I usually try to come up with a topic for these tea sessions on Monday morning. I take a walk or go for a swim, and at some point a topic emerges which feels right for our exploration later in the day. I was out walking this morning amongst the autumn trees and I had a moment of panic. Everything was so beautiful, the sunlight on the golden leaves, my mind was clear, empty in fact, and nothing came to me. There’s nothing to talk about! Or so I thought! But straight away another thought came, and it was one which has been so helpful to me over the years, I knew I had to share it with you. It is deceptively simple: “Start with where you are.” And you can see, of course, that that is what I have done now.
I first came across this idea in Psychotherapy training, but quickly realised it could be applied in many contexts. It works in the spiritual life, and from a meditative or Mindfulness perspective it is spot on. Your awareness doesn’t need to go anywhere – all it needs to do is just come back to itself – the Here and Now. From a Druidic perspective it is calling us to appreciate and be present to the world, our life, as it is now, freed from the hungry consuming heart that always wants more.
Working with this idea helps in social situations too. You know that pressure to be interesting or entertaining? Our mind is often strategising – trying to make an impression or conquer feelings of inadequacy. Calmly telling yourself just to start from where you are, can really help.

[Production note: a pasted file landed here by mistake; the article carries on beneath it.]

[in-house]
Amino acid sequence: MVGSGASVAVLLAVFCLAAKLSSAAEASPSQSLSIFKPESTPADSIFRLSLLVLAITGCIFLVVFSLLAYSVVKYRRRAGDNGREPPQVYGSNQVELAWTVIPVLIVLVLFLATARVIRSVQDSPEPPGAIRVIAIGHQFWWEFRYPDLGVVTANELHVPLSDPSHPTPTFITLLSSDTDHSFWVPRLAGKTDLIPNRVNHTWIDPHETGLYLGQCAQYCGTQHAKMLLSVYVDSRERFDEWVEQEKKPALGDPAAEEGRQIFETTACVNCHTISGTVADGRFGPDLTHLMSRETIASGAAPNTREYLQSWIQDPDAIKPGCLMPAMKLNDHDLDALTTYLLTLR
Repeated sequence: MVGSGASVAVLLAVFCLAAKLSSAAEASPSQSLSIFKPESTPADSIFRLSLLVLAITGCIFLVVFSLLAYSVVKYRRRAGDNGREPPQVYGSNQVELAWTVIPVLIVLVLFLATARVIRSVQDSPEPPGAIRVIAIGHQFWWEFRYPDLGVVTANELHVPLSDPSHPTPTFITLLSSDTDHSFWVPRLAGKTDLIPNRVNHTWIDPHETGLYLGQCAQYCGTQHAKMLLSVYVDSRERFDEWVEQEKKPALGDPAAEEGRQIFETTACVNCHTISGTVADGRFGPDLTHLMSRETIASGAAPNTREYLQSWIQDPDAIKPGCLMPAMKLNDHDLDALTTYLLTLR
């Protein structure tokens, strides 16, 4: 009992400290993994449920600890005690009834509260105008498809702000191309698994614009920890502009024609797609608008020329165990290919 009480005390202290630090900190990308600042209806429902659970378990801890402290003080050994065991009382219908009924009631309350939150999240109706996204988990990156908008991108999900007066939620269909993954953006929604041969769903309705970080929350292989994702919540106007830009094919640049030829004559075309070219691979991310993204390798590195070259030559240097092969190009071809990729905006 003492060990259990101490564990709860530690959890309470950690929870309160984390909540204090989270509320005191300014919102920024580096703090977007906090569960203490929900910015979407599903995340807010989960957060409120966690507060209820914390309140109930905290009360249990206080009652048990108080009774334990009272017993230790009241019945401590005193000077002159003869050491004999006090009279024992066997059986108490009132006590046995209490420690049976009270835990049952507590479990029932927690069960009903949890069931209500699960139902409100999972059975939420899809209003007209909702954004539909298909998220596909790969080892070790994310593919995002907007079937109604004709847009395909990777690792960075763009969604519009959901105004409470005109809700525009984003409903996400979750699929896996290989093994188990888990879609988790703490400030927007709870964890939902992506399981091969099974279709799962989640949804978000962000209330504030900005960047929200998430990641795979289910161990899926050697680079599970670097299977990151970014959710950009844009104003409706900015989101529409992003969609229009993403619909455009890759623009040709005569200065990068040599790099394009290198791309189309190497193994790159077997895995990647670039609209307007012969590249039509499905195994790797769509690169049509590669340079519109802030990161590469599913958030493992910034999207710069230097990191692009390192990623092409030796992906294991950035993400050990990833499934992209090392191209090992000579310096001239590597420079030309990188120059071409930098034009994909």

Of course we need to plan, have intentions, and work towards goals, but all that needs to be balanced with just Being, with just opening to the magic of the moment, and this idea can help us foster our trust in our ability to be spontaneous.
The reason I find it so powerful is it strikes at the heart of a problem I’ve had for years. It’s a common one, I think: that the grass is greener somewhere else. So I’ve spent much of my life striving to be other than where I am. Not just geographically, but I think perhaps in every sense. Curiosity and ambition have been powerful drivers. Only spiritual practice, or those moments of grace when all feels just right with our world, or intensely emotional times, like when my children were born, have succeeded in keeping my mind still. Otherwise the lure of new horizons has always been so strong. But now that feeling of not wanting to be elsewhere, which was only cured through meditation, seems to have left me. I want to start – and finish – from where I am, rather than from where I wish I was.
In the conversation today we look at how this thought can be helpful when giving a talk or workshop, and when playing with children. (More on that principle applied to being with children here).